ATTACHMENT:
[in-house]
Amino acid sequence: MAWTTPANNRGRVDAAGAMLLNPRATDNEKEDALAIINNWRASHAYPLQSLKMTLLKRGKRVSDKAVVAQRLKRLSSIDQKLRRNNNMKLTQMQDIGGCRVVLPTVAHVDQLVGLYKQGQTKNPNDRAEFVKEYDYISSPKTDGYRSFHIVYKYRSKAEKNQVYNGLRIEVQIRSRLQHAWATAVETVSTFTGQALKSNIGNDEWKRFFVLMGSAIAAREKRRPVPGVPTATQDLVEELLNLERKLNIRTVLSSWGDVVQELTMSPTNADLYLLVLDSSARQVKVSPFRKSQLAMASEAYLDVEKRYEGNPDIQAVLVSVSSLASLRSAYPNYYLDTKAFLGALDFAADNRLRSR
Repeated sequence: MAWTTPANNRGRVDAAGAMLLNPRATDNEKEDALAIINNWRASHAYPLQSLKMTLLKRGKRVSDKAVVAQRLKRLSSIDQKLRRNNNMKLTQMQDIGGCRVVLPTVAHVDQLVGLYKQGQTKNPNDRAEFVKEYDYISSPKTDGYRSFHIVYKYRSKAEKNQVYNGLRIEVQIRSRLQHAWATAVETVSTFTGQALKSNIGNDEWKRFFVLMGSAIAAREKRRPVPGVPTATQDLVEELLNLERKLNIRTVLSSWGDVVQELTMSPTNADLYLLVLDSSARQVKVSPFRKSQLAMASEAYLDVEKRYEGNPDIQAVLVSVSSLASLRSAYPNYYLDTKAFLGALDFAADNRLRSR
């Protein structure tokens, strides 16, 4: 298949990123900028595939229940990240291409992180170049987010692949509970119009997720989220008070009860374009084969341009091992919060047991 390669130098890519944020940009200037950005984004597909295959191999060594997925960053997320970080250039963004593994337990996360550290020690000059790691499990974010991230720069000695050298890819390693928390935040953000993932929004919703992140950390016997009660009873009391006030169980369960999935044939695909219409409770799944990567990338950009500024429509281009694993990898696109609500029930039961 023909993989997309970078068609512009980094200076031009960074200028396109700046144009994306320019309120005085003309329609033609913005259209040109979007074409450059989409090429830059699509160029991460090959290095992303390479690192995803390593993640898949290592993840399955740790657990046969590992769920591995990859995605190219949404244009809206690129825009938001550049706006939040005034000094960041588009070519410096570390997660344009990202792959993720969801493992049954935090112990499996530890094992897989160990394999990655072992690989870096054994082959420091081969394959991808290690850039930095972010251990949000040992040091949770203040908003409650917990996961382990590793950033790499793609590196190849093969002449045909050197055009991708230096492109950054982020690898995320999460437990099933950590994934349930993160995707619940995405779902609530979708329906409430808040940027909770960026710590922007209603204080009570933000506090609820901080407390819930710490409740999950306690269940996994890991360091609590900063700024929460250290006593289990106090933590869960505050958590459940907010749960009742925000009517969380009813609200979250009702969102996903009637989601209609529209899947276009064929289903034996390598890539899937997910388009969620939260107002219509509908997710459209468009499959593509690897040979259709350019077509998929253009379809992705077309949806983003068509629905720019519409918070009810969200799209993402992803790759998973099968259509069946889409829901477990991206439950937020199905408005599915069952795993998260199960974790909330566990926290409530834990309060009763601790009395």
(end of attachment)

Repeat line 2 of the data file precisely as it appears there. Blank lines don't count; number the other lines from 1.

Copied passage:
Amino acid sequence: MAWTTPANNRGRVDAAGAMLLNPRATDNEKEDALAIINNWRASHAYPLQSLKMTLLKRGKRVSDKAVVAQRLKRLSSIDQKLRRNNNMKLTQMQDIGGCRVVLPTVAHVDQLVGLYKQGQTKNPNDRAEFVKEYDYISSPKTDGYRSFHIVYKYRSKAEKNQVYNGLRIEVQIRSRLQHAWATAVETVSTFTGQALKSNIGNDEWKRFFVLMGSAIAAREKRRPVPGVPTATQDLVEELLNLERKLNIRTVLSSWGDVVQELTMSPTNADLYLLVLDSSARQVKVSPFRKSQLAMASEAYLDVEKRYEGNPDIQAVLVSVSSLASLRSAYPNYYLDTKAFLGALDFAADNRLRSR